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Type: Journal article
Title: Transgenerational marking of cephalopods with an enriched barium isotope: a promising tool for empirically estimating post-hatching movement and population connectivity
Author: Pecl, G.
Doubleday, Z.
Danyushevsky, L.
Gilbert, S.
Moltschaniwskyj, N.
Citation: ICES Journal of Marine Science, 2010; 67(7):1372-1380
Publisher: Oxford Journals
Issue Date: 2010
ISSN: 1054-3139
Statement of
Gretta T. Pecl, Zoë A. Doubleday, Leonid Danyushevsky, Sarah Gilbert, and Natalie A. Moltschaniwskyj
Abstract: Quantifying the movement of very small and young individuals, determining sources of recruitment, and identifying the contribution of populations from different regions and periods to fished stocks is a major ecological challenge. Transgenerational isotope labelling (TRAIL), a technique which enables offspring to be marked on a mass scale, is applied for the first time to cephalopods, facilitating field studies quantifying population connectivity. Four species were used: Sepioteuthis australis, Euprymna tasmanica, Octopus pallidus, and Octopus maorum. Gravid females were injected with the enriched stable isotope ¹³⁷Ba in different body tissues at several different doses. Isotopic ratios ¹³⁸Ba:¹³⁷Ba were then quantified using laser ablation inductively coupled plasma-mass spectrometry on the hard structures (statoliths and stylets) of offspring produced by the injected females. Day-old hatchlings from both squid species had statoliths with isotopic ratios significantly different from natural ratios and control animals, but variability in the ratios in hatchlings produced by different females was independent of dose or injection location. No differences were observed in the statoliths and stylets removed from hatchlings and juveniles, respectively, from the two octopus species, although isotopic shifts were evident in the hard structures of the adults injected. The use of TRAIL is a technique that offers considerable potential to advance the understanding of post-hatching dispersal and population connectivity in cephalopod populations.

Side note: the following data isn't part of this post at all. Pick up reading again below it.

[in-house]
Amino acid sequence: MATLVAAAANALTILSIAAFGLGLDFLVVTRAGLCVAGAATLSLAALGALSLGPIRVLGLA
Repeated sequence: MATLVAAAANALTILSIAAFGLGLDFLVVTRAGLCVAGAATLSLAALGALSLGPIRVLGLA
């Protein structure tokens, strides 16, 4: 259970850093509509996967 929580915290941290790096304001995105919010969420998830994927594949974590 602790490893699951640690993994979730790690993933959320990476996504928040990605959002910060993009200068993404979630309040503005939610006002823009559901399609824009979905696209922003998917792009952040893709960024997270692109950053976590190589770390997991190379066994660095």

Keywords: barium isotopes; enriched isotopes; hatchling movement; larval marking; mass marking; population connectivity; statolith chemistry.
Rights: © 2010 International Council for the Exploration of the Sea.
RMID: 0030000836
DOI: 10.1093/icesjms/fsq025
Appears in Collections:Earth and Environmental Sciences publications
Environment Institute publications

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